Date of Award


Document Type


Degree Name

Doctor of Education (EdD)


Executive Leadership

First Supervisor

Kim VanDerLinden

Second Supervisor

Julie White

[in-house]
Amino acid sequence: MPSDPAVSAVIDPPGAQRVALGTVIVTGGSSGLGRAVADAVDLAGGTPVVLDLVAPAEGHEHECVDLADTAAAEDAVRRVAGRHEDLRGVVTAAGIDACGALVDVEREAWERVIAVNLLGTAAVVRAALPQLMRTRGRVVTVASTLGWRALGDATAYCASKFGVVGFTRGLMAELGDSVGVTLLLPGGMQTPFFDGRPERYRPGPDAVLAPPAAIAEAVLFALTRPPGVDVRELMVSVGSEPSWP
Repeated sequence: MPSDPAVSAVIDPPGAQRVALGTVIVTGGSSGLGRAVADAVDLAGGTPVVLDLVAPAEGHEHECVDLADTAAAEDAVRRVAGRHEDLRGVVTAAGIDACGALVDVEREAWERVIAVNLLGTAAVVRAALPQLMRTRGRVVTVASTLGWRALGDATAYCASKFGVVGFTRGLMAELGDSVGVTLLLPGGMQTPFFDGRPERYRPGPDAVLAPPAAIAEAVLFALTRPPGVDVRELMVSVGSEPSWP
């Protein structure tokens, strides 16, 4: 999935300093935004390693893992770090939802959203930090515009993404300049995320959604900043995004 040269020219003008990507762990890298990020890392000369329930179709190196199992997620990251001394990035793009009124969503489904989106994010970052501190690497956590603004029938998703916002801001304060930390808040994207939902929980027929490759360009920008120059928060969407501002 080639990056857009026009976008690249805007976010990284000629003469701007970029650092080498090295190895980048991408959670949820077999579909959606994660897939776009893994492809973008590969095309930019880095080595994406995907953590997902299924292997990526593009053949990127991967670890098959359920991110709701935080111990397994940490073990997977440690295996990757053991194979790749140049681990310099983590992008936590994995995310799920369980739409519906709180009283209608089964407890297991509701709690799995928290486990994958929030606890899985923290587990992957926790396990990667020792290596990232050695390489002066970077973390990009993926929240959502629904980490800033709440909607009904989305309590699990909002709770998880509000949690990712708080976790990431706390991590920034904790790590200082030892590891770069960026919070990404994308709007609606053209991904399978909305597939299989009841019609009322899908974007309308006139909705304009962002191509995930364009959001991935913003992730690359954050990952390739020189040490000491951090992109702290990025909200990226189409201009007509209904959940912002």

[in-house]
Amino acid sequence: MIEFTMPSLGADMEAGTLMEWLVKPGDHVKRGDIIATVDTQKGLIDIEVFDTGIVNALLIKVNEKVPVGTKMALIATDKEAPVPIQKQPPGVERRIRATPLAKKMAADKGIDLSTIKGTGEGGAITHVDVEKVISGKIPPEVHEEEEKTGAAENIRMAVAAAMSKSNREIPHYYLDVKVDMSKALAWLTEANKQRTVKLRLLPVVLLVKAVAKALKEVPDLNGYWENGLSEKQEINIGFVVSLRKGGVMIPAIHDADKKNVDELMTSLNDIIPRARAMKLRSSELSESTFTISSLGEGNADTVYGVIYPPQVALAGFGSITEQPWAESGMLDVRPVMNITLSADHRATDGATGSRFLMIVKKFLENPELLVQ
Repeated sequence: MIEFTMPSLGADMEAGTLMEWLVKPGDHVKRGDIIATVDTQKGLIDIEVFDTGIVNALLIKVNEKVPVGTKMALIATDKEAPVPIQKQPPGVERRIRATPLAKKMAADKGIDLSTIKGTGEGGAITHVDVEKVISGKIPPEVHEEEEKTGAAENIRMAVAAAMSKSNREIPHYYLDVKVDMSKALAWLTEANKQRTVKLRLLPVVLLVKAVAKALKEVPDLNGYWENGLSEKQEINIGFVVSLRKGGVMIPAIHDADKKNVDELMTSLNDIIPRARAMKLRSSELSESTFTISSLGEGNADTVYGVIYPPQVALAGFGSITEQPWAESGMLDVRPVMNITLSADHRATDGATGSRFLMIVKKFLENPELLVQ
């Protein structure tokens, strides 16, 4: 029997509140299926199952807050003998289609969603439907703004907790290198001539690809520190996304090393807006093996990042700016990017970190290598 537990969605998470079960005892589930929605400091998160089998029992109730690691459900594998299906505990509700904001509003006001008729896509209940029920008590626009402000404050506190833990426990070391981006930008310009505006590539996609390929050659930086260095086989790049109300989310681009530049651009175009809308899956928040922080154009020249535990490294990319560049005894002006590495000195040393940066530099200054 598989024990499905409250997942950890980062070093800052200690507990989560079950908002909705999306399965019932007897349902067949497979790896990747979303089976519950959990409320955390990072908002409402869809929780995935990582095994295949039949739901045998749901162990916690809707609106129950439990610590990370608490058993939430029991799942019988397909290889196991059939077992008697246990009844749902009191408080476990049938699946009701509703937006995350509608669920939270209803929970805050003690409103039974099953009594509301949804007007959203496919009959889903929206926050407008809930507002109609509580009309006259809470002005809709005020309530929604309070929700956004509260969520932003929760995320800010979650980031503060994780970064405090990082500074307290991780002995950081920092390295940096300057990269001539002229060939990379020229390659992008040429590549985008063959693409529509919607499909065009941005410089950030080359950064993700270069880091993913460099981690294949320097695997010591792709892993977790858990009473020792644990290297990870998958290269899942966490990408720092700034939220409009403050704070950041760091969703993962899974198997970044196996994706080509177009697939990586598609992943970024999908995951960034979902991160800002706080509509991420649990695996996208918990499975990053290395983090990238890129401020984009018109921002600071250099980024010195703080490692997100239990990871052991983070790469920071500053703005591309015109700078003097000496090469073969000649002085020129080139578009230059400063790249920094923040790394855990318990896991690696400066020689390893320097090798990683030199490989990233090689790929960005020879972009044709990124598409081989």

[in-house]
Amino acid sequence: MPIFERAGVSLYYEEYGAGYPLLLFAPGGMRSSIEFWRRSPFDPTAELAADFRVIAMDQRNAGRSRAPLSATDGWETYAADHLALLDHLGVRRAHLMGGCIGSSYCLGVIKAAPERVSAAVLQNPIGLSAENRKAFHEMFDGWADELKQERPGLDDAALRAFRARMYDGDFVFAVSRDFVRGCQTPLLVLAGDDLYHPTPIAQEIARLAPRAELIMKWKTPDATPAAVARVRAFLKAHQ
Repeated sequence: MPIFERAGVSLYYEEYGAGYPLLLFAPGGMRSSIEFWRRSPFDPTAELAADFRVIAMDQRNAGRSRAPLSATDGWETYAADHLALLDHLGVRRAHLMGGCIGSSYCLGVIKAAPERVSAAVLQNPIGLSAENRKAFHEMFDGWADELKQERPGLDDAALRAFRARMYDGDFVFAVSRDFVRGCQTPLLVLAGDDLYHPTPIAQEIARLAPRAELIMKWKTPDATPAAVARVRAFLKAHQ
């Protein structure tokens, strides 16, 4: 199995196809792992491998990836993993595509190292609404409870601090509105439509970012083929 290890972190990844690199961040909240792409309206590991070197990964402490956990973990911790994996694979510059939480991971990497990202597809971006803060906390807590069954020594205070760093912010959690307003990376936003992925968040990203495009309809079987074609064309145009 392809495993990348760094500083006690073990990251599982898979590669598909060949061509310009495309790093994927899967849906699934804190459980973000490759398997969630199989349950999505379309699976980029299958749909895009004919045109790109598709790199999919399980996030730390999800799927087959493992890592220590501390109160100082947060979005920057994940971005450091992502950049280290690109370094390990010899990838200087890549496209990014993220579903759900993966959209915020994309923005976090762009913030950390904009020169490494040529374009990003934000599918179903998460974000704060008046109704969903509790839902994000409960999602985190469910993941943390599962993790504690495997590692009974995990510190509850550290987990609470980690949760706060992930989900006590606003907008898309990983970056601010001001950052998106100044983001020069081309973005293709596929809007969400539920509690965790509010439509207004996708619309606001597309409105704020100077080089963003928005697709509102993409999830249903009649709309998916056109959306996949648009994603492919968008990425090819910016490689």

The ability of nursing programs to educate future registered professional nurses is being hindered by a shortage of nurse educators. With this shortage, healthcare systems that employ and rely on registered nurses will encounter a decreased number of new nurses entering the profession. As a result, the shortage in both areas will affect the safety of patients in need of nursing care. Understanding the lived experiences of novice nurse educators can provide evidence of the challenges and positive factors that are encountered during the transition process. The purpose of this qualitative phenomenological study was to explore the lived experiences of clinical nurse experts who transitioned to novice nurse educators employed at associate degree nursing programs in New York State. A convenience and snowball sampling of five novice nurse educators was used. Findings from the study were consistent with the research presented in the literature review indicating that novice nurse educators face challenges that affect the transition experienced. Additionally, the study supported the research that positive factors can create an environment conducive to easing the transition. Recommendations include the development of formalized competency-based orientation and mentorship programs that create a supportive environment. Similarly, the novice nurse educators should advocate for their needs and have a clear understanding of what responsibilities are expected of them in their new role. Facilitating a successful transition and addressing the needs of the novice nurse educators is essential if more registered nurses are to be trained to meet the anticipated demand.

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